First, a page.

According to a poll by the independent Levada Center published last month, almost 40 percent of Russians see war as either probable or certain. Almost the same number, 38 percent, consider a war between the two countries unlikely, and another 15 percent completely rule out the possibility. That means, in effect, that a majority of Russians are psychologically unprepared for war.
Which is one reason escalation of the conflict with Ukraine could be a tough sell for many Russians.
“In an urbanized and modernized society, there are not that many families who are willing to send their boys to a real war,” Andrei Kolesnikov, a senior fellow at the Carnegie Moscow Center think tank, told me.
Crimea has always occupied a special place in the Russian imagination dating back to 1783 when the peninsula which juts into the Black Sea was first annexed by the Russian Empire. In her childhood, Kostova, like many of her generation, spent her summers in holiday camps on the Crimean coastline, a popular vacation spot that has enjoyed a renaissance since 2014.
“But, now you can’t even go there, everything is overbooked,” she said.
In Red Square, I strike up a conversation with an 84-year-old grandmother who gives me her first name and patronymic, Galina Nikolaevna, according to Russian custom. She has made a rare outing with her granddaughter and her granddaughter’s husband to enjoy some hot dogs and warm tea underneath the Christmas lights surrounded by Kremlin’s red walls.
Galina Nikolaevna, who spent most of her life in the Soviet Union, rarely ventures further than her courtyard anymore and mostly stays home and watches television. But when I ask her what she thinks about Crimea, she fondly recalls going to the peninsula on multiple summer holidays when she was younger.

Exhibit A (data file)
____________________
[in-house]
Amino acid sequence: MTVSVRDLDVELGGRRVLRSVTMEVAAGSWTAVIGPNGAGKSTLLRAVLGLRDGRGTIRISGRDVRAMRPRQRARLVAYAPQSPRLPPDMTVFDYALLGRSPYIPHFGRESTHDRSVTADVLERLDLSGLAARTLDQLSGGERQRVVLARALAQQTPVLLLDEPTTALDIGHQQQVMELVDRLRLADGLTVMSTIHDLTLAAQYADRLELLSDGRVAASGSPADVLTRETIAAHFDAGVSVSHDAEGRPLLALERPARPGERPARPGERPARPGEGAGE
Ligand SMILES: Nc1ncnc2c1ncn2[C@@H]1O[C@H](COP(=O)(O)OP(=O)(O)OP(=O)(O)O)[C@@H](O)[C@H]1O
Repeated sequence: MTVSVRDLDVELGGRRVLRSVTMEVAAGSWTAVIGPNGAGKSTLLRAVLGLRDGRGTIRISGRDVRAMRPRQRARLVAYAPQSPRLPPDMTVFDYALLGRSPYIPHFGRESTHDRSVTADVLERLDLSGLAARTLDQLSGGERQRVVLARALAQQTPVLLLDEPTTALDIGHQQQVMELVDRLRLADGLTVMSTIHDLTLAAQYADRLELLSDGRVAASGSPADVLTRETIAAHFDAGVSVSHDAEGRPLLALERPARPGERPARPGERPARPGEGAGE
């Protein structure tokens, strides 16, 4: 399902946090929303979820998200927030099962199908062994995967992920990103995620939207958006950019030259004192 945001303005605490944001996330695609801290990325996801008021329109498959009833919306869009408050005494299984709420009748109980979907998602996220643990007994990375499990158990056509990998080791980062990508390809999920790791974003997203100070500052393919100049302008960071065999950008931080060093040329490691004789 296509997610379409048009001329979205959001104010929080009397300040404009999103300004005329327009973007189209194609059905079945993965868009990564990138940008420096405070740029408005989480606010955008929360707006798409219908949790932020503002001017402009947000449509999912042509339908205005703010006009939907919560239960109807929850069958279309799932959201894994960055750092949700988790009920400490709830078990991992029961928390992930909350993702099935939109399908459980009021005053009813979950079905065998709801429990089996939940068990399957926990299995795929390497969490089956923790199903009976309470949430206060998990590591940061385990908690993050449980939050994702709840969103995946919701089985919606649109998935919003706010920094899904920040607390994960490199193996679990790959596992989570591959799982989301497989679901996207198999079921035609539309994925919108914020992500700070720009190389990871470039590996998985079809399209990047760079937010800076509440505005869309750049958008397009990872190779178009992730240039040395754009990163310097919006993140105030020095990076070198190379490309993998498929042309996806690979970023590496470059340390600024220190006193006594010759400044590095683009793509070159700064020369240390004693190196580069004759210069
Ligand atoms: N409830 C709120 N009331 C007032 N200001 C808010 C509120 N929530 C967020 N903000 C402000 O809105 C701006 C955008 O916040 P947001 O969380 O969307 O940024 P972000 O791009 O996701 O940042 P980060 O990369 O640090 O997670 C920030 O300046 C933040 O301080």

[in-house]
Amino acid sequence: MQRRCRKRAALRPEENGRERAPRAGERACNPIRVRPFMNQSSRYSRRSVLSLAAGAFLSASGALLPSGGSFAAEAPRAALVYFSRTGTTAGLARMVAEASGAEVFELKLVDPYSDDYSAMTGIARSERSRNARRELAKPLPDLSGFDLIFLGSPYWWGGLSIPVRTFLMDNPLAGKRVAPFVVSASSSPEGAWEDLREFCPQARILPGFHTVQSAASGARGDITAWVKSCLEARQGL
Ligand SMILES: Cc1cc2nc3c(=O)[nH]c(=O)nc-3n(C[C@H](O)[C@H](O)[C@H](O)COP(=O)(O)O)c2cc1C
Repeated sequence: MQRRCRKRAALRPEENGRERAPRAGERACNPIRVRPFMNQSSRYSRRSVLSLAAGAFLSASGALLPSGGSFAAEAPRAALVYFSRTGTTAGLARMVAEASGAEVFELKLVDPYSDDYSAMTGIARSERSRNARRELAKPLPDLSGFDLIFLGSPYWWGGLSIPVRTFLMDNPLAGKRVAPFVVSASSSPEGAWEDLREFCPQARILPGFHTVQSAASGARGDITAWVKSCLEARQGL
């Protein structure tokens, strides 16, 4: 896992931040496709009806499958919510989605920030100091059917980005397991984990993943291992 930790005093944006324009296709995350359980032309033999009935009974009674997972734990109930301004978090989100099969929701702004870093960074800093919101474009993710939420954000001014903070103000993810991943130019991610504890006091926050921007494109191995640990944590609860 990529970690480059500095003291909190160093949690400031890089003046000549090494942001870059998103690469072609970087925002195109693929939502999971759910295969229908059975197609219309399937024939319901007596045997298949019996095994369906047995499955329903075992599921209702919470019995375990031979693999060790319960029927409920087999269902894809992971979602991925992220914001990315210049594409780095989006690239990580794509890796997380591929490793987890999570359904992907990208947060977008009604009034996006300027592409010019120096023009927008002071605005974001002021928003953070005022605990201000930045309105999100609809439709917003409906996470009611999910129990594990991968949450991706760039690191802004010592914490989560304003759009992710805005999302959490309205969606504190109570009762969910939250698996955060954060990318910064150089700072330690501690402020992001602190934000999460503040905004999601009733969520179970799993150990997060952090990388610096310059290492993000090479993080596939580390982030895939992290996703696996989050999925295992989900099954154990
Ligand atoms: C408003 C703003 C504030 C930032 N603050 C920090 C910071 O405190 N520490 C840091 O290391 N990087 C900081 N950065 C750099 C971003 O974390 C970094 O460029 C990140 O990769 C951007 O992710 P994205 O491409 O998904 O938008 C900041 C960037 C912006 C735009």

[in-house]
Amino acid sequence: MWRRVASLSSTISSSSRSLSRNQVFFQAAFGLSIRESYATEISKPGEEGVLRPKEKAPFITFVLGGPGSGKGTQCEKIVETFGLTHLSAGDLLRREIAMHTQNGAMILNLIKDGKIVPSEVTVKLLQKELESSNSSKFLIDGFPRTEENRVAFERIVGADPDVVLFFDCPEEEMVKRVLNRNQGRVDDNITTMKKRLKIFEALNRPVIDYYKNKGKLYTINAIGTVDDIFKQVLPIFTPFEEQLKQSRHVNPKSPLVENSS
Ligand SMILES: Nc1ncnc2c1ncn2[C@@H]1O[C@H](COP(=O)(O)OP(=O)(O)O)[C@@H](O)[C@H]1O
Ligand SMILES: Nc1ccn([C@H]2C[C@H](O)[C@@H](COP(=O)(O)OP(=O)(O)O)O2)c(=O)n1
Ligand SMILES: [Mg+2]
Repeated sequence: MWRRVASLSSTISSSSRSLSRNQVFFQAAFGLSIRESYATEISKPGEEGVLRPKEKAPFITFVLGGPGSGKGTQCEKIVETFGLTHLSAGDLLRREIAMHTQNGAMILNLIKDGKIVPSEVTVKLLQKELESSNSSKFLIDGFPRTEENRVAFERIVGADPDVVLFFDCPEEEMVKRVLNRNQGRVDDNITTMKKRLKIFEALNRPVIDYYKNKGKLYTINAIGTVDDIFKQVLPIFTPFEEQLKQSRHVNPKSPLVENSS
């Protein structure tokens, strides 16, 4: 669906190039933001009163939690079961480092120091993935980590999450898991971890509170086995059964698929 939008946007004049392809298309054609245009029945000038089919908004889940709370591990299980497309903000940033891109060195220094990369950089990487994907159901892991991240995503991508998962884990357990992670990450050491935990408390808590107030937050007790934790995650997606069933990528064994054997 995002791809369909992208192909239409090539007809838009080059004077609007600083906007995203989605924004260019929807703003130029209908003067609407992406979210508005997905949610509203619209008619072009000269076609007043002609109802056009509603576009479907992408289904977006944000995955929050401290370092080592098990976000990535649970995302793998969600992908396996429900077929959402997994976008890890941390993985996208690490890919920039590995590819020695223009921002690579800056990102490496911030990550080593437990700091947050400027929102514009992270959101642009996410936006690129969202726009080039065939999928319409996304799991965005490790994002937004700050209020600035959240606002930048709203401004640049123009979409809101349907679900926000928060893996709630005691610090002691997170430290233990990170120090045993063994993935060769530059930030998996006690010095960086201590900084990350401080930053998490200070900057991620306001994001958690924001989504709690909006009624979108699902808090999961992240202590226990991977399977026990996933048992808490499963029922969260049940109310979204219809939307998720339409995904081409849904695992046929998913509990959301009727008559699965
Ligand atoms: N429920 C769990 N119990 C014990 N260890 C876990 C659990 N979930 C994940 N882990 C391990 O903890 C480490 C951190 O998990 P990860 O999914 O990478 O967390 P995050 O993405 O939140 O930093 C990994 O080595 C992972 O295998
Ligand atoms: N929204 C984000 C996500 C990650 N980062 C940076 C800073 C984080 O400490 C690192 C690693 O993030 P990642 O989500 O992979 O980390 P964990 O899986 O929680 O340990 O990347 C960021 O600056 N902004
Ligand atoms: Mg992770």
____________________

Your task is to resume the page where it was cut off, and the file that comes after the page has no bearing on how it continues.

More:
“When Crimea was reunited with Russia, I was happy,” she told me. But she says she was sobered by the costs of the conflict: “Then I realized that people suffered because of what happened. People are not to blame…”
Her 30-year-old granddaughter, Anna, interrupts. “I disagree, grandma. People are to blame because my parents who lived through the Soviet Union collapse always told me to never express my political opinions publicly because it is not going to change anything. But I think that’s why we have what we have now,” Anna said.
Anna told me she does not know how she feels about the annexation of Crimea because she is not sure what to believe about a referendum that Russian leaders held and claimed showed that residents supported Russia annexation.
“I believe in duality. There are two sides to every story, especially in politics. So, who can say what really happened?” she said.
Anna’s husband, Maksim, 28, told me he was born in Crimea to a Russian mother and a Greek father. However, his family left the peninsula when he was 6 years old. He and his wife, Anna, whose father is also Ukrainian, now live in Moscow.
Maksim says that men of his generation and younger have grown soft and are not interested in fighting, despite the mandatory military service that most Russian men over 18-years-old have to undergo.
“If I get drafted right now, I will probably get killed in the first wave of attacks and then who will they send? TikTokers?” Maksim said with a dismissive smirk.
In 1954, Soviet leader Nikita Khrushchev transferred the Crimean peninsula from one Soviet jurisdiction to another — from the Russian Soviet Socialist Republic to the Ukrainian Soviet Socialist Republic. Since they were both Soviet republics, the transfer seemed innocuous. But after the collapse of the U.S.S.R., many Russians were saddened that Crimea was now part of another country; they had grown used to thinking of Crimea as an inseparable part of Russia, one of the few warm spots in an otherwise wintry landmass.